Thoughts That Parents Should Consider

Recently I read the “20 Marriage Tips Everyone Needs To Know,” by Gerald Rogers and the response article “10 Marriage Tips Every Wife Needs To Hear,” by Karen Lodato.  While both of these articles are excellent, I began to wonder about the children.  Not everyone is destined to have children, but those who do will encounter some typical pitfalls.  Here are some thoughts that parents and prospective parents should consider.

  • What you learned as a child will have little to do with what you will teach your own children.  The life experiences my grandfather taught my father were passed down with very few changes.  Life had not changed that much from 1890 to 1920.  The life experiences that my father taught me were passed down with several changes, but my father didn’t understand the changes that were happening in the 1960s.  The life experiences I passed down to my children were fraught with the interpretations of the burgeoning information age.  I grew up in the 1950s and 1960s; my children grew up in the 1990s and 2000s.  Intellectual and inventive progress is happening so fast now that almost nothing works now the way it did when you grew up.
  • Be consistent.  Decide as a couple what the rules will be.  You know, no cookies before dinner, homework before playtime, or limited TV time.  The rules you agree on now will make a big difference later.  If they are too strict, you may risk rebellion later on.  If they are too permissive, you’ll have a spoiled child.  Whatever you decide, be consistent with how you enforce them.  Homework before playtime means just that, nothing else, no interpretations.
  • Teach them, and give them, respect.  You have these curious and inventive little minds in your charge.  By their nature, they think they know more than you do.  They think you don’t understand them.  Respect their opinions and take the time to explain things to them.  If you just brush them off, maybe they’re right, maybe you don’t understand them.  Teenagers are complex beings that require extraordinary parental efforts.  They have learned a lot of ‘what’ in school, but they are usually pretty slow on the ‘why’ and ‘the consequences of’ each issue.  Respect them enough to take the time to explain what they need.  While it may not seem like it, they will respect your efforts on their behalf.
  • Be real.  The chances that your child will invent the next social media craze or the first warp drive are extremely small.  Just because your child won the 5th grade science fair in school doesn’t mean he/she is the next Stephen Hawking.  Give them a chance to explore what interests them.  That science fair may have been a fluke or it may be the beginning of something quite extraordinary.  It’s not your job to decide who they should be or what they should do for a living.  It’s your job to prepare them for their lives ahead, whatever that life may give them.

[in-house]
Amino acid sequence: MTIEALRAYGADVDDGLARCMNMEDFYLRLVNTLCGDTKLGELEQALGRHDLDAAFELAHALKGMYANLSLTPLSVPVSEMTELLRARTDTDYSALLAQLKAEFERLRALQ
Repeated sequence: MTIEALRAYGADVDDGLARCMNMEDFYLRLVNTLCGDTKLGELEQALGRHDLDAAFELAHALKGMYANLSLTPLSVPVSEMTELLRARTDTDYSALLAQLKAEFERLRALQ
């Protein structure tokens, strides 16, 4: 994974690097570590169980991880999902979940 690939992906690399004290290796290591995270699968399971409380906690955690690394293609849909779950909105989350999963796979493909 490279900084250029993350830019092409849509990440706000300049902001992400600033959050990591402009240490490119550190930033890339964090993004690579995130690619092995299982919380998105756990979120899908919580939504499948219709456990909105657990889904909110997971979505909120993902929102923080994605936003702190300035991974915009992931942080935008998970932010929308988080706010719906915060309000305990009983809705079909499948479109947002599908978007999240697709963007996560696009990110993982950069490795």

• Invest in trust.  When your children are born, they will trust you implicitly.  As they get older, that trust will start to erode.  Don’t worry, it happens to everyone.  They will watch your every move looking for some flaw in your logic or some chink in your armor.  However, at the same time, you will watch their every move looking for mistakes as well.  Talk to them.  Explain to them that you’re not perfect and that they can expect to see you make mistakes.  Explain to them that they will make many mistakes along the way and that you see your job as someone who can guide them through the minefields without too much damage along the way.  You will regain their trust and they will gain your trust.
  • Personality and individuality counts.  It’s not your job to have your child follow in your footsteps.  It’s not your job to have your child act out the sports successes that you never had.  It’s your job to expose your children to as many different options as possible as they grow up.  Some sports they’ll like, some they won’t.  Some subjects in school they’ll like, some they won’t.  Encourage them to be the best at whatever they choose to do, but don’t push them into something you wish you had done when you were their age.  In the end, they’ll just resent you for it.  It’s possible that they will latch onto something that they really love.  Give them all the support and encouragement you have to help them achieve their goals.
  • Teach your children to think.  Don’t rely on your local school system to teach this.  They have ‘No Child Left Behind’ and ‘Standards of Learning’ to worry about.  Learning about the chronology of the Civil War is nice, but it doesn’t expose the reasons it happened or how it might have been prevented.  Learning about the Great Depression is nice, but it won’t help them step up in the future to prevent the next one.  Teach them to question accepted norms and dig for answers to their questions.  These young minds will some day be ruling the world.
  • Let them make their own mistakes.  You can’t be there 100% of the time to keep them out of the minefields.  You can, however teach them to respect others, to think things through and understand the consequence of their actions, to pursue their own path, and to trust in the truth.  Yet, still they will make mistakes along the way.  It’s how they learn.  It’s how we all learned!  You can hope that they will come to you before they make any big decisions, but in the end, the choices (and the consequences) will be theirs.  With each decision comes maturity and beyond that, wisdom.

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About J T Weaver

The author of "Uphill Both Ways," a thought provoking series of stories about life, family, and growing up.